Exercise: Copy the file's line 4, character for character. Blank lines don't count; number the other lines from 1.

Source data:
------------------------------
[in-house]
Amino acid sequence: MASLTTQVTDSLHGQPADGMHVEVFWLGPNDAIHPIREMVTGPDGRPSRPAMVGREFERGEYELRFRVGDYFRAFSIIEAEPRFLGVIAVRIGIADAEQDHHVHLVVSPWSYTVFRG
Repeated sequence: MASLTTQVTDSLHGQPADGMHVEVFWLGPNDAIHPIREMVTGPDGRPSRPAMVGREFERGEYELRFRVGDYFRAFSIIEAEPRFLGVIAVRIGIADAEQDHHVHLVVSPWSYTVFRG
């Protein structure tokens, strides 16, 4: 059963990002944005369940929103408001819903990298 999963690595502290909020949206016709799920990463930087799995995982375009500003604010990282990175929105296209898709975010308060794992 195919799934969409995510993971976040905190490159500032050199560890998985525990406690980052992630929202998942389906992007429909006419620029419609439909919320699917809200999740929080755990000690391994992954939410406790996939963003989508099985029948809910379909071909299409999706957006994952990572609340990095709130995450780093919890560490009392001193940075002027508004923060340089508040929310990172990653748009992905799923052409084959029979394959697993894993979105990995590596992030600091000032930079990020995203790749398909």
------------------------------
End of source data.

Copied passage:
């Protein structure tokens, strides 16, 4: 059963990002944005369940929103408001819903990298 999963690595502290909020949206016709799920990463930087799995995982375009500003604010990282990175929105296209898709975010308060794992 195919799934969409995510993971976040905190490159500032050199560890998985525990406690980052992630929202998942389906992007429909006419620029419609439909919320699917809200999740929080755990000690391994992954939410406790996939963003989508099985029948809910379909071909299409999706957006994952990572609340990095709130995450780093919890560490009392001193940075002027508004923060340089508040929310990172990653748009992905799923052409084959029979394959697993894993979105990995590596992030600091000032930079990020995203790749398909």